Download the document JoES_coverFrom Journal of Eritrean Studies, Vol. IV, Number 1&2, May-December 2005, pp. 100-31 (pdf of the ms.)

(From the introduction). This paper is a short sketch of the basic grammatical features of Saho, a little-studied East Cushitic language spoken by ca. 5% of the Eritrean population. The variety that is described here is broadly the central and northern one now used in most of the Saho printed texts. In the first part of the sketch the sound system of this language is described, together with the orthography that has been introduced in Eritrea for writing it. Each sound is characterized phonetically and by means of some examples. The ten main parts of speech are depicted in the subsequent sections: verbs, nouns, personal pronouns, possessives, demonstratives, interrogatives, indefinites, numerals, postpositions, and particles. The last group includes interjections, adverbs and conjunctions. It is the same classification that has been used in Vergari & Vergari’s Basic Saho-English Italian Dictionary, published in Asmara in 2003 and now used in all the Saho elementary schools. On the basis of an established liunguistic tradition, Saho verbs have been divided into four classes: those that are inflected by means of prefixes and suffixes (class I), those that only have inflectional suffixes (class II), the stative verbs (class III), and the compound verbs (class IV). The last section deals with how nouns and verbs are formed through derivation and compounding, a topic that has been dealt with only cursorily till now for Saho and its closest linguistic relative, i.e., Afar. Several publications have appeared in Saho during the recent years both for the Eritrean schools and a wider readership. Together with the linguists’ fieldwork they provide a wide basis for studying and analysing this language and the rich cultural heritage that has been handed down till now by generations of Saho speakers.


Dikshineeri amneefecituk Saaho labcad. Gerho cibra kin Kalimaat Caalamadde [Practise Saho while using the dictionary. An amazing voyage in the World of Words] (2005)

by Moreno Vergari

Download the documentDikshineeri 1Asmara: Ethnorêma and Sabur Printing Services (2005).

A pedagogical Saho grammar for students and teachers of the Saho elementary schools. Written by Moreno Vergari, translated into Saho by Ahmedsaad Mohammed Omer. Drawings by Paola Giorgi. Collaborators: Roberta Vergari, Aaron and Anna Hornkohl.


ͨAsaurta (2006)

by Didier Morin

cover FAAK 3.1Download the documentFrom Steffen Wenig (ed.) (2006) In Kaiserlichem Auftrag – Die Deutsche Aksum-Expedition 1906 unter Enno Littmann. Band 1: Die Akteure und die wissenschaftlichen Unternehmungen der DAE in Eritrea. Aichwald: Linden Soft.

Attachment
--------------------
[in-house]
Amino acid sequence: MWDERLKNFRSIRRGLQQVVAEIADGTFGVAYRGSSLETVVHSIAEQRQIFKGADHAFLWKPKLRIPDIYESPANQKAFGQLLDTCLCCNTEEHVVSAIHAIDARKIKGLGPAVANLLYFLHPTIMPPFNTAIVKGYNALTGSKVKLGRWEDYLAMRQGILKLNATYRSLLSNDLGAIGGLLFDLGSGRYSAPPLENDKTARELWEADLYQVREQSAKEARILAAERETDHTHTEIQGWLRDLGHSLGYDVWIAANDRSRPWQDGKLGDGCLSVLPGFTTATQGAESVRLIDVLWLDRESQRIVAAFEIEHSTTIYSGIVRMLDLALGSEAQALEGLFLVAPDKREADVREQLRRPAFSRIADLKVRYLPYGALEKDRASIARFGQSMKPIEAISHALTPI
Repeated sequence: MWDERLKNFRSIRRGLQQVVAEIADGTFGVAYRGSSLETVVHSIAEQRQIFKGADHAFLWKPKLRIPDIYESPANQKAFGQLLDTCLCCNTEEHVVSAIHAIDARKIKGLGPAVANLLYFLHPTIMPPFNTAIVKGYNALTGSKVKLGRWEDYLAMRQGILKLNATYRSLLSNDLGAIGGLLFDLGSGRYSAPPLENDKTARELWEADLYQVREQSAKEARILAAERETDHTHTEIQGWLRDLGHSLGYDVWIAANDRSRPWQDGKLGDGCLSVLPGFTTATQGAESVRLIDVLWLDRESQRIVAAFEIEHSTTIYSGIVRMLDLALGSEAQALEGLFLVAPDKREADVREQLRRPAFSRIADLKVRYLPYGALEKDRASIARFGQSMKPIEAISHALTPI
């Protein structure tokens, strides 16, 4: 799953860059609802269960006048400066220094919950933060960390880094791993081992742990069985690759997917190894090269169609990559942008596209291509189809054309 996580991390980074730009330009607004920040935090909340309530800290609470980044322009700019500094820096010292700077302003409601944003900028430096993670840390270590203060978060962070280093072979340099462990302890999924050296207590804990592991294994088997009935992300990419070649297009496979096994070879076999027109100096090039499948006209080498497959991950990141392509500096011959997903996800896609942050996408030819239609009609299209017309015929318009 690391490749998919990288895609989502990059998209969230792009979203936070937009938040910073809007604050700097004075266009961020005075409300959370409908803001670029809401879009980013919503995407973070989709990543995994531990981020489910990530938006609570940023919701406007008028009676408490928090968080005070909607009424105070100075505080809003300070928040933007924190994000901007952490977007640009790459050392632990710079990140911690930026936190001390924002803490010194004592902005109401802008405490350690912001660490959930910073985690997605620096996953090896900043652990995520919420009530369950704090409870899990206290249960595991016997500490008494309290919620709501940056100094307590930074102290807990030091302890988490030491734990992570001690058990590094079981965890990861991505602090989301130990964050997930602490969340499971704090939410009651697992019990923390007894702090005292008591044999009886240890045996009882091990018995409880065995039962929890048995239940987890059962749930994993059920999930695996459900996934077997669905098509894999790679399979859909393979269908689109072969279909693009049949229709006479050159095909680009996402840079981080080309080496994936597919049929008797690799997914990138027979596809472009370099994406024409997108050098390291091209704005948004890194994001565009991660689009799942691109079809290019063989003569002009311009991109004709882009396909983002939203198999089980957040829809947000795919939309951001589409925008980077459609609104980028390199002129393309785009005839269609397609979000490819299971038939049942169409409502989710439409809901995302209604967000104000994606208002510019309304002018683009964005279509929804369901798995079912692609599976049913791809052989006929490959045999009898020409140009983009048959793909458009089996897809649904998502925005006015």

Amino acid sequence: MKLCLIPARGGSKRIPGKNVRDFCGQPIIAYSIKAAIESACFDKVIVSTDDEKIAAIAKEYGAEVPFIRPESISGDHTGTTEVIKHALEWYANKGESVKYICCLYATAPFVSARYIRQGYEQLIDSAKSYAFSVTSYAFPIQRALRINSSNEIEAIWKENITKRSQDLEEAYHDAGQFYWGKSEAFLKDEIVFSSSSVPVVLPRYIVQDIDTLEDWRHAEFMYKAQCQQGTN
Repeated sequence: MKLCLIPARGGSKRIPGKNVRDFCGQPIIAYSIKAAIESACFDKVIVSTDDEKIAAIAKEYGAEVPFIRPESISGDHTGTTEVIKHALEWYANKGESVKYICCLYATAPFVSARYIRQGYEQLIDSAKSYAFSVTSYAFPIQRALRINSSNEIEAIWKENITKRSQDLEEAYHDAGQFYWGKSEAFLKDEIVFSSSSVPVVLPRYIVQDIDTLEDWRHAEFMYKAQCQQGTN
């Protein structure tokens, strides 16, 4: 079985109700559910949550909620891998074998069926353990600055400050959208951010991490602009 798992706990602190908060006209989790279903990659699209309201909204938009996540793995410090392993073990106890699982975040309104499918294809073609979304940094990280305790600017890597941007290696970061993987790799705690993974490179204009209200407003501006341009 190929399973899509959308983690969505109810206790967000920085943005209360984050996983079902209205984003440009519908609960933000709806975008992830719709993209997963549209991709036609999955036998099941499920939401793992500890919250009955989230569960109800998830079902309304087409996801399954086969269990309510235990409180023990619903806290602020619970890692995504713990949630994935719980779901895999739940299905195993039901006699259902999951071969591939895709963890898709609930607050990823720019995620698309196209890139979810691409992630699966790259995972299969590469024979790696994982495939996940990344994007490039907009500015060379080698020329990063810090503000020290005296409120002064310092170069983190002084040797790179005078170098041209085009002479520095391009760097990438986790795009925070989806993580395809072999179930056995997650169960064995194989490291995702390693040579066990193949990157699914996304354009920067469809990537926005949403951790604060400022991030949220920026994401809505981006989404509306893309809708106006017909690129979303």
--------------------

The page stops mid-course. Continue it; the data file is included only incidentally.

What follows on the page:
The text is published with the author’s permission.





How to express ‘adjectives’ in Saho (2008)

by Moreno Vergari

Download the document978-3-496-02810-9Published in: TAKÁCS, Gábor (ed.) Semitico-Hamitic (Afro-Asiatic) Festschrift for A.B. Dogopolsky and H. Jungraithmayr , Berlin, Dietrich Reimer Verlag, 2008:317-346).

Afar and Saho do not have a specific adjectival category. This article classifies the different ways in which “adjectives” are expressed in Saho. Adjectival words are represented mainly by stative verbs or by phrases that have stative verbs as their heads.


Italianismi lessicali in saho [Lexical Italianisms in Saho] (2008)

by Giorgio Banti and Moreno Vergari

Download the documentEthnorema 4_coverFrom Ethnorêma, 4 (2008): 67-93.

After a brief characterization of the Saho language, spoken in Eritrea and some adjoining areas of Tigray, the authors outline a history of the development of literacy in this language from the late XIX century till now. The bulk of this paper consists in the analysis of ca. 300 Italian loanwords collected mainly from (i.) the Saho-English- Italian dictionary published by Vergari & Vergari in 2003, (ii.) Saho school books, (iii.) other supplementary textbooks and the Saho version of the Eritrean Constitution, and (iv.) native speakers of Saho in Eritrea between 2000 and 2007.

Most of these loanwords are nouns, but there are also three verbs and nine interjections. Their integration into Saho phonology and morphology are discussed in § 4 together with some features they share with Italian loanwords in Somali and Tigrinya, as well as with the Eritrean Italian pidgin described by Habte-Mariam Marcos (1976). The main semantic fields these loanwords belong to are: mechanic and building technologies, sports, the army, games, clothing, food and other household-related words.


The morphology of Saho (2009)

by Tewodros Kidane

Tewodros Kidane_The Morphology of Saho (cover)Download the documentM.A. thesis submitted to the School of Graduate Studies of Addis Ababa University.